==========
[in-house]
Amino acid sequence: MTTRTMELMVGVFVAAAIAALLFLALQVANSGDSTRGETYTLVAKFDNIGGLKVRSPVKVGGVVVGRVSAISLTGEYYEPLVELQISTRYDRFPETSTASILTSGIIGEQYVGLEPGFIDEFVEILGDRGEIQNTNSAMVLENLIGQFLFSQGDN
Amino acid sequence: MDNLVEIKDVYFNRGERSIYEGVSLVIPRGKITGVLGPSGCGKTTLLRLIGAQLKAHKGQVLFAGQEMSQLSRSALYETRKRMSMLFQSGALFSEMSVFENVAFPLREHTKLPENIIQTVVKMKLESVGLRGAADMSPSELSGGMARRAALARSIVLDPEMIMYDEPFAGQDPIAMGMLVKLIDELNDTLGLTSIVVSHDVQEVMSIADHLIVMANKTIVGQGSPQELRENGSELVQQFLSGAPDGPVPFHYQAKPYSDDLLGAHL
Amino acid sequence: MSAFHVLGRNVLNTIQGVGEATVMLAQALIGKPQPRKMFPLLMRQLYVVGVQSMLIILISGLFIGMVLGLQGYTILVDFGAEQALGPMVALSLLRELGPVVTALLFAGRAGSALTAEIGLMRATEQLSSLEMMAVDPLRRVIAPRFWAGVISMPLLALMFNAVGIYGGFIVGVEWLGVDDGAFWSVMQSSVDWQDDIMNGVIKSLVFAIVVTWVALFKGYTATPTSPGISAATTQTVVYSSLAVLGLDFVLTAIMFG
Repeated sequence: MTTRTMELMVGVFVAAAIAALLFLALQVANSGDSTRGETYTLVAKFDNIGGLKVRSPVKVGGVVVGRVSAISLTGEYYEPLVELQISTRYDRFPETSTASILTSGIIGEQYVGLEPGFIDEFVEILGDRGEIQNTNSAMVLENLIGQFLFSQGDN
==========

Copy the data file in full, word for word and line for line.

[in-house]
Amino acid sequence: MTTRTMELMVGVFVAAAIAALLFLALQVANSGDSTRGETYTLVAKFDNIGGLKVRSPVKVGGVVVGRVSAISLTGEYYEPLVELQISTRYDRFPETSTASILTSGIIGEQYVGLEPGFIDEFVEILGDRGEIQNTNSAMVLENLIGQFLFSQGDN
Amino acid sequence: MDNLVEIKDVYFNRGERSIYEGVSLVIPRGKITGVLGPSGCGKTTLLRLIGAQLKAHKGQVLFAGQEMSQLSRSALYETRKRMSMLFQSGALFSEMSVFENVAFPLREHTKLPENIIQTVVKMKLESVGLRGAADMSPSELSGGMARRAALARSIVLDPEMIMYDEPFAGQDPIAMGMLVKLIDELNDTLGLTSIVVSHDVQEVMSIADHLIVMANKTIVGQGSPQELRENGSELVQQFLSGAPDGPVPFHYQAKPYSDDLLGAHL
Amino acid sequence: MSAFHVLGRNVLNTIQGVGEATVMLAQALIGKPQPRKMFPLLMRQLYVVGVQSMLIILISGLFIGMVLGLQGYTILVDFGAEQALGPMVALSLLRELGPVVTALLFAGRAGSALTAEIGLMRATEQLSSLEMMAVDPLRRVIAPRFWAGVISMPLLALMFNAVGIYGGFIVGVEWLGVDDGAFWSVMQSSVDWQDDIMNGVIKSLVFAIVVTWVALFKGYTATPTSPGISAATTQTVVYSSLAVLGLDFVLTAIMFG
Repeated sequence: MTTRTMELMVGVFVAAAIAALLFLALQVANSGDSTRGETYTLVAKFDNIGGLKVRSPVKVGGVVVGRVSAISLTGEYYEPLVELQISTRYDRFPETSTASILTSGIIGEQYVGLEPGFIDEFVEILGDRGEIQNTNSAMVLENLIGQFLFSQGDN